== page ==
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Cancelled concerts: as fans, what rights do we have?

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Live music isn’t cheap now-a-days. Concerts are something that we treasure and remember forever. But, where do fans stand when their idol cancels on them at short notice? What circumstances mean we have the right as a paying attendee to get angry and demand compensation?

Gig cancellations can happen for so many reasons and it can happen to anyone, from that small local band playing in your favourite tiny venue or a pop superstar in a sold-out stadium. Regardless, it’s disappointing when a show you’ve been looking forward to suddenly gets cancelled, especially when it’s less than an hour before doors. Demi Lovato

In recent events, Demi Lovato cancelled her London show only 40 minutes before due to ‘swollen vocal cords’. I love Demi as much as the next ‘Sonny With a Chance’ fan, but you would think such an excuse would’ve been identified earlier than 40 minutes before doors.

In this instance, fans definitely have every right to be irritated, upset and angry. Demi’s fan base are the ones who would camp out from 6am and with no warning, it’s pulled from them. Luckily, this date is being rescheduled but what if you can’t make the new date?

Majority of ticket outlets such as Ticketmaster and Live Nation are part of the Society of Ticket Agents and Retailers meaning they have to at least refund the face value of the ticket in the instance of a cancelled show.

When a show has been rescheduled like Demi’s and you can’t make the new date, you still have the right to request a refund. It's fair, and despite it being disappointing and upsetting for fans, it’s the best you can get.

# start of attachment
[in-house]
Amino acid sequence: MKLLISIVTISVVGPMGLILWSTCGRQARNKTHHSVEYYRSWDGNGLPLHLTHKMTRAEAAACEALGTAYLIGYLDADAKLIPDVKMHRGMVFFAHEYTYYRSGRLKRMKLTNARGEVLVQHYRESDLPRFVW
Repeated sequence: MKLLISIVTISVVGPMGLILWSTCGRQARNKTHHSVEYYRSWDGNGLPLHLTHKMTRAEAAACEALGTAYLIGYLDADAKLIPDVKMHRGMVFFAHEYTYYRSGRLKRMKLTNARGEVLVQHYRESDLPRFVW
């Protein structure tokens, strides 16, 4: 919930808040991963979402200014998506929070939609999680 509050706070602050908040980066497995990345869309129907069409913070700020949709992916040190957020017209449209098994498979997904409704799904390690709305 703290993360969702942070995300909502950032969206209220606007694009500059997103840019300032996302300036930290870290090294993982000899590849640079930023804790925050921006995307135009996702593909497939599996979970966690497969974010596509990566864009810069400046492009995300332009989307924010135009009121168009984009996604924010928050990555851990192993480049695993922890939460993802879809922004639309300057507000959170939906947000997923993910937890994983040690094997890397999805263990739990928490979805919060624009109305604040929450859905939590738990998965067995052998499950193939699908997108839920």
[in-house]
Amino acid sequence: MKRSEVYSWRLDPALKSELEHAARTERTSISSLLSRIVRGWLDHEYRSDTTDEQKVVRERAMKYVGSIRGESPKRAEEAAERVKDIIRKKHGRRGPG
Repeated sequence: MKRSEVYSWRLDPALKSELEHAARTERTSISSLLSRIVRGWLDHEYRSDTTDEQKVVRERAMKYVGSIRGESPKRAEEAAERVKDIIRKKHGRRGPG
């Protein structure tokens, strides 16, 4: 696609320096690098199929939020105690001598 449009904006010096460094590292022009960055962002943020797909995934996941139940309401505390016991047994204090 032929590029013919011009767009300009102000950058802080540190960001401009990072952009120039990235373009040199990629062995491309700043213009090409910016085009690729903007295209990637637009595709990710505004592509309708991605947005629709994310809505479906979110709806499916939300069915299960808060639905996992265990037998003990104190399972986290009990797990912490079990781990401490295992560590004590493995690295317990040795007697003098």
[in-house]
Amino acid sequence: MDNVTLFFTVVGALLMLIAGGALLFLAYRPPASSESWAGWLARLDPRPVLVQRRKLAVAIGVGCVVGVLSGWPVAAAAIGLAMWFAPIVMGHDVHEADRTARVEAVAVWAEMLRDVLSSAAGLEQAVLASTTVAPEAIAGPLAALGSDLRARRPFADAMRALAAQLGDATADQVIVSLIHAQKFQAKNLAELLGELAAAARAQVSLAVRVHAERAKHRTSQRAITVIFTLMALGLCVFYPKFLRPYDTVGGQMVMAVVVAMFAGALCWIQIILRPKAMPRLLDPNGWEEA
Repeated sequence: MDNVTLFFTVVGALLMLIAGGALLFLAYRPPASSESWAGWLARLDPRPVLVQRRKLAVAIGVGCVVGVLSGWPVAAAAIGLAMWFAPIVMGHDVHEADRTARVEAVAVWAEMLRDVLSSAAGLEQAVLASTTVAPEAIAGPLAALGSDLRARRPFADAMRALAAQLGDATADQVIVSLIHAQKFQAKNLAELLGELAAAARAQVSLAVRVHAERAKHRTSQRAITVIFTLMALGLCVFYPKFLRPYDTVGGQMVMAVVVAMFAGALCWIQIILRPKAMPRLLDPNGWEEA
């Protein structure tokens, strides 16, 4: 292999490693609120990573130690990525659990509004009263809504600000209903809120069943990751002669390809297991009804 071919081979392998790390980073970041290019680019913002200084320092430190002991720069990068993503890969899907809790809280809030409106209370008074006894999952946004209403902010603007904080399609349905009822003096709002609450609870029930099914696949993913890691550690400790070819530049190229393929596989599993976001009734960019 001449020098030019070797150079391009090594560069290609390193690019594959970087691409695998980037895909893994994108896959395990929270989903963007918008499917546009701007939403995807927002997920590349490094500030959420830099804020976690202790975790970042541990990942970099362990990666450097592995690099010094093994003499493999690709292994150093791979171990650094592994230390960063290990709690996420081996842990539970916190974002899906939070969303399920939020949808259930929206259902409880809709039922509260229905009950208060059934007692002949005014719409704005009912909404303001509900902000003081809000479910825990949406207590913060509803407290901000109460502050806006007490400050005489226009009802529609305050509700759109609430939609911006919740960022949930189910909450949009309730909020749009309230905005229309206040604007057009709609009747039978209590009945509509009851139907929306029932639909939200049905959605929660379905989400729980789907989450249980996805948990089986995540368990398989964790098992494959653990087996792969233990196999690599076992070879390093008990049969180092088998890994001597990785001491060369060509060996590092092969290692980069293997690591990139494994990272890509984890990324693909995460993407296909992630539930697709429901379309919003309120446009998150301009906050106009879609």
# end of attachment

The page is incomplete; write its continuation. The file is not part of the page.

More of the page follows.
And what about late arrivals? There are so many pop icons, such as Justin Bieber, Miley Cyrus and Kanye West who have really pushed the boundaries of the phrase ‘fashionably late’. Naturally, we all would get annoyed about this. A late show means that people aren’t getting what they paid for and in some cases are even having to cut that short themselves because of travel commitments.

I don’t think there is any criteria for what we, as fans, should or shouldn’t feel due to a cancelled or late show that we’ve paid for. It’s completely natural and within our human instincts to react in such a way.

For artists acting like divas, they need a stricter management team and serious consequences, especially if it becomes a regular occurrence like Rihanna in 2012 when she was late on numerous occasions within one tour.

Just because you’re a popstar doesn’t give you the right to stop the world and disappoint thousands of people for a misplaced watch (Madonna we’re talking about you).

Of course, we can’t forget the pressure artists are under, along with the stress their management go through to make sure our one night of magic is everything we have hoped for. But, especially when you’re a worldwide pop icon, you should have it nailed down by now: swollen vocal cords should be detected sooner than 40 minutes before doors, a misplaced watch can be found by your team whilst you’re performing, and general time management should be something that comes naturally at this point.

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